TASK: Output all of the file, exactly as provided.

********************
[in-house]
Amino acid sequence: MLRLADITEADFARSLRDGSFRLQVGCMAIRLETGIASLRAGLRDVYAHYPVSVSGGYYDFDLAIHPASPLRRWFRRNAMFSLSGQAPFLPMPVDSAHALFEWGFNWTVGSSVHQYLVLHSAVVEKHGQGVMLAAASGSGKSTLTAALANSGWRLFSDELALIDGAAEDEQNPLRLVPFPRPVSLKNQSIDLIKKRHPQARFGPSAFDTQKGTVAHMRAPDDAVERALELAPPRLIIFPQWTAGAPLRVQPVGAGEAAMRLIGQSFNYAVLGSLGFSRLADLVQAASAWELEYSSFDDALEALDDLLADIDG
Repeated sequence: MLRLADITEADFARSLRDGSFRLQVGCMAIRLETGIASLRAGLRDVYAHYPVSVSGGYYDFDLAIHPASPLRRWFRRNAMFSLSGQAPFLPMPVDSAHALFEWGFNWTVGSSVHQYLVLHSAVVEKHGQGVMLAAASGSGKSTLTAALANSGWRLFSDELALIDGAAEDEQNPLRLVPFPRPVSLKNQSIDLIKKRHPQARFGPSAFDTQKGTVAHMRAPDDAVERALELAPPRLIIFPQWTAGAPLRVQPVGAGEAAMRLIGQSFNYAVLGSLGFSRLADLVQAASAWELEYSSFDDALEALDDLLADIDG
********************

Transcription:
[in-house]
Amino acid sequence: MLRLADITEADFARSLRDGSFRLQVGCMAIRLETGIASLRAGLRDVYAHYPVSVSGGYYDFDLAIHPASPLRRWFRRNAMFSLSGQAPFLPMPVDSAHALFEWGFNWTVGSSVHQYLVLHSAVVEKHGQGVMLAAASGSGKSTLTAALANSGWRLFSDELALIDGAAEDEQNPLRLVPFPRPVSLKNQSIDLIKKRHPQARFGPSAFDTQKGTVAHMRAPDDAVERALELAPPRLIIFPQWTAGAPLRVQPVGAGEAAMRLIGQSFNYAVLGSLGFSRLADLVQAASAWELEYSSFDDALEALDDLLADIDG
Repeated sequence: MLRLADITEADFARSLRDGSFRLQVGCMAIRLETGIASLRAGLRDVYAHYPVSVSGGYYDFDLAIHPASPLRRWFRRNAMFSLSGQAPFLPMPVDSAHALFEWGFNWTVGSSVHQYLVLHSAVVEKHGQGVMLAAASGSGKSTLTAALANSGWRLFSDELALIDGAAEDEQNPLRLVPFPRPVSLKNQSIDLIKKRHPQARFGPSAFDTQKGTVAHMRAPDDAVERALELAPPRLIIFPQWTAGAPLRVQPVGAGEAAMRLIGQSFNYAVLGSLGFSRLADLVQAASAWELEYSSFDDALEALDDLLADIDG